How The Tesla Battery Will Benefit Marijuana Growers

CALIFORNIA:  A medium-sized commercial weed grow with around 50 lights stands to save about $13,500 in electricity costs a year with the use of two Tesla Batteries. Those will also protect the plants in case of power outages while making the operation less visible to law enforcement. Elon Musk just made growing weed easier.

Unveiled last night, the Tesla Battery gives home owners and businesses an easy, slick, affordable way to store electricity at home. The 10kWh battery costs just $3,500 and can be “stacked” in sets of up to nine units. Larger capacity batteries of infinitely-scaleable capacity will be available to large businesses and governments. There’s three general use cases for the battery: storing electricity purchased during cheaper, off-peak hours for use during high-demand periods; storing electricity generated by solar power or other renewable sources for use around the clock; and as a backup power source for when the grid goes down.

Know who uses an awful lot of electricity? Weed growers. We just called one and put him on the phone with a commercial energy use management expert to figure out how the Tesla Battery will benefit his home operation and others like it.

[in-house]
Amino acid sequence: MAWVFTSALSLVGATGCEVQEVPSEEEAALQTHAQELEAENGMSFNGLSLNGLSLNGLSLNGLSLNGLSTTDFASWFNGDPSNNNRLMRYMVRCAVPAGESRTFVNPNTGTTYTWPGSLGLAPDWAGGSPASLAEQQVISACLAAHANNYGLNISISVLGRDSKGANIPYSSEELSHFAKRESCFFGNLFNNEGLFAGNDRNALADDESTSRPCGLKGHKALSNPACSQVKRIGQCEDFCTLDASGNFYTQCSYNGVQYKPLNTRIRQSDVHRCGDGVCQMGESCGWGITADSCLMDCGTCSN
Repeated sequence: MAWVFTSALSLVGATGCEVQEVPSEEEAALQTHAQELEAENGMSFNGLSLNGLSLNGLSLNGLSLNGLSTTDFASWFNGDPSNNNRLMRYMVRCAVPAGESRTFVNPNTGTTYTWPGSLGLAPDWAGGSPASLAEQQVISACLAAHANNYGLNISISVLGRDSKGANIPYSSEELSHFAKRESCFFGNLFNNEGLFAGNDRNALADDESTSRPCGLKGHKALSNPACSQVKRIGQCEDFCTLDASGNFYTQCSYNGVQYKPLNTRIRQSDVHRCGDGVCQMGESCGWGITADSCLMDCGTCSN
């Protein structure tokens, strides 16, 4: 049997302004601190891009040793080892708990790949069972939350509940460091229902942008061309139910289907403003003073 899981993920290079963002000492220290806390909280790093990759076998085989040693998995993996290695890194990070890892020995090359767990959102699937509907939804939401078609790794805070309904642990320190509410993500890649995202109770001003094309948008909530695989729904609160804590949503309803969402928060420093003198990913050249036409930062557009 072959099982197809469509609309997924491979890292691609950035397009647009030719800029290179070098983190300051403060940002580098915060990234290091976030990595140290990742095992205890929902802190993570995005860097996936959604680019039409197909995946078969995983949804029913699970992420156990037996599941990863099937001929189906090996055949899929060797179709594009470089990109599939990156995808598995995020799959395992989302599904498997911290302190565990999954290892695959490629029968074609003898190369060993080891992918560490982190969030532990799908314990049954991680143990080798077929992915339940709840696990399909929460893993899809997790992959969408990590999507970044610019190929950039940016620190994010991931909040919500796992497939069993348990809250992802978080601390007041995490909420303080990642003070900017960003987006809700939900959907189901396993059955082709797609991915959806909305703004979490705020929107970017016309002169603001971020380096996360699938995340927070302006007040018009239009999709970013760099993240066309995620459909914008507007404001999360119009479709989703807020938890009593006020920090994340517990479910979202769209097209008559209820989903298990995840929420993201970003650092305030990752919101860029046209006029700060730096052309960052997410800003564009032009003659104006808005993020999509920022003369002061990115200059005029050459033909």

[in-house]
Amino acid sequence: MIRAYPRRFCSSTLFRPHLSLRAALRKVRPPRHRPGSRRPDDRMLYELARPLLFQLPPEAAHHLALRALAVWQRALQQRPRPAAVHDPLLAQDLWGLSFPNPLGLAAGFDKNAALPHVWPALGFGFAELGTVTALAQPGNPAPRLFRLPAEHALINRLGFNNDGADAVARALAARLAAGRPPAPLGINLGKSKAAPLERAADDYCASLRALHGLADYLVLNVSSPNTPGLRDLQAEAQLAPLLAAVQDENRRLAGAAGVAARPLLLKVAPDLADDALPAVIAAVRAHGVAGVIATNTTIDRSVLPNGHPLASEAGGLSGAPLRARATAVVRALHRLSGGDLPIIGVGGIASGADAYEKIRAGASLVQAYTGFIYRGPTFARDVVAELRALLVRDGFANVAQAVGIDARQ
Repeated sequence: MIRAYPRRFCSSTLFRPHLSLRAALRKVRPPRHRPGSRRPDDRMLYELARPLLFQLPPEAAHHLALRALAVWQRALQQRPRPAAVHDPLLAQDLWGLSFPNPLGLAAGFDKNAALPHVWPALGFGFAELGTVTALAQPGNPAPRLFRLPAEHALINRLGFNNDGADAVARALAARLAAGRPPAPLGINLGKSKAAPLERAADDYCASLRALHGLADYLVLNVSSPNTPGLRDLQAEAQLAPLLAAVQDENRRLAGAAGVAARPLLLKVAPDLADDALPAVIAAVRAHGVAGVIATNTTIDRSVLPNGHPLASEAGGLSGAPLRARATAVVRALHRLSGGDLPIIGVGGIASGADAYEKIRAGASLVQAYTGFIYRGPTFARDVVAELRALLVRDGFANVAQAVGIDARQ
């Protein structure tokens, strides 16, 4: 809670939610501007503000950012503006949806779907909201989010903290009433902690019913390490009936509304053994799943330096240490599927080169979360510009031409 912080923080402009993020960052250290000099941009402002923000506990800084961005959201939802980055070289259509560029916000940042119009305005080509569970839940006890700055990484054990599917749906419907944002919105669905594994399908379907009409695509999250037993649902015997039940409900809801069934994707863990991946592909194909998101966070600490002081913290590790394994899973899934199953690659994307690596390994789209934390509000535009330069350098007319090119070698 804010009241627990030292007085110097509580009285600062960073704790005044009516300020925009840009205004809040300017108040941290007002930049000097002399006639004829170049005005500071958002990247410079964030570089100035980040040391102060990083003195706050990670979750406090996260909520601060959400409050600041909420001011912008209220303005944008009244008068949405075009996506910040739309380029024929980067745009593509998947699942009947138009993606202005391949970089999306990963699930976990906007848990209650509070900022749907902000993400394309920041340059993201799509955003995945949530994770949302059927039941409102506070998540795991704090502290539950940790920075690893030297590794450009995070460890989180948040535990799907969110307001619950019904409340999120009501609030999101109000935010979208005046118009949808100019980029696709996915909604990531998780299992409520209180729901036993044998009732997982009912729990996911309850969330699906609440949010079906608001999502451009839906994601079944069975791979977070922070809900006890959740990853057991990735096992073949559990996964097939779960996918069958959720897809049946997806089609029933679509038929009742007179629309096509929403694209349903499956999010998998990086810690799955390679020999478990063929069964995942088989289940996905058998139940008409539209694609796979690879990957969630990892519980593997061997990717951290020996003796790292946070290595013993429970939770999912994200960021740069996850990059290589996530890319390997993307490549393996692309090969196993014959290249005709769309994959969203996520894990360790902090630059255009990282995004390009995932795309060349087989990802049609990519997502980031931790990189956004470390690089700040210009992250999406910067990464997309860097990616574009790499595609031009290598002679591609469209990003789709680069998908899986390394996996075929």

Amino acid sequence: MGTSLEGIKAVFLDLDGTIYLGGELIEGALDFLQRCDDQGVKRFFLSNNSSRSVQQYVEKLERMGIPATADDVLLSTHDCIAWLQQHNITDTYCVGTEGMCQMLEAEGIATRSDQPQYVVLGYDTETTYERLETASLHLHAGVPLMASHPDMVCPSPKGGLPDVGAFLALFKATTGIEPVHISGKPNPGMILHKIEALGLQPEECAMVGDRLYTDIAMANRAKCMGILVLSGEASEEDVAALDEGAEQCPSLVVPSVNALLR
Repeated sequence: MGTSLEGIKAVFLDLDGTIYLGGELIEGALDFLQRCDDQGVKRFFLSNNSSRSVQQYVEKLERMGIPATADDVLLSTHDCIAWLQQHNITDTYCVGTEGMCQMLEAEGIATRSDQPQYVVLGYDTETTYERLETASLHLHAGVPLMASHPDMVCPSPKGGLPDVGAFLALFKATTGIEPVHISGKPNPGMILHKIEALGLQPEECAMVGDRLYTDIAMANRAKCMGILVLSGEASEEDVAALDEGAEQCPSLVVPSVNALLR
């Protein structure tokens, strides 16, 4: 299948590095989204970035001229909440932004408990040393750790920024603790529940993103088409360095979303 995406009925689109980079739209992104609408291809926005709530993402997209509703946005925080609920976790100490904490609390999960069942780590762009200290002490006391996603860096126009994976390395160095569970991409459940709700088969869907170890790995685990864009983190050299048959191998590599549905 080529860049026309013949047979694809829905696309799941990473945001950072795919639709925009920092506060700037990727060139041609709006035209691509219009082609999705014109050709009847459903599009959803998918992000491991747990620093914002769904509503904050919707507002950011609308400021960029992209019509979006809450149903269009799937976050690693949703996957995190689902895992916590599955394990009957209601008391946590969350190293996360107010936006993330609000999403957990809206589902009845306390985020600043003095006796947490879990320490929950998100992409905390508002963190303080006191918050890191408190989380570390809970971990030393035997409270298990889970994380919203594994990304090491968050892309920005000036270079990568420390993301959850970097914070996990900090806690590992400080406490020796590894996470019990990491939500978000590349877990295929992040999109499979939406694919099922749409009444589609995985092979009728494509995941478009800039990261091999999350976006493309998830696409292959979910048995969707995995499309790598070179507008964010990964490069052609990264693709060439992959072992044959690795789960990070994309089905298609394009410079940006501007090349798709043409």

Medical Marijuana Patients Fret About New Grower Limits Being Considered By Oregon Legislators

OREGON:  A bill that would limit the size of medical marijuana growing operations in Oregon is generating angry opposition from some patients and activists.

The proposed measure, unveiled late Friday afternoon, is aimed at curbing the black market while prodding larger growers to supply the legal recreational market the state is developing.

This approach is winning wide support on the House-Senate committee charged with implementing the marijuana legalization initiative approved by Oregon voters in November. It also has varying degrees of support from many marijuana industry figures who want to develop a successful legal market in the state.

 

Madera County Changes Marijuana Ordinance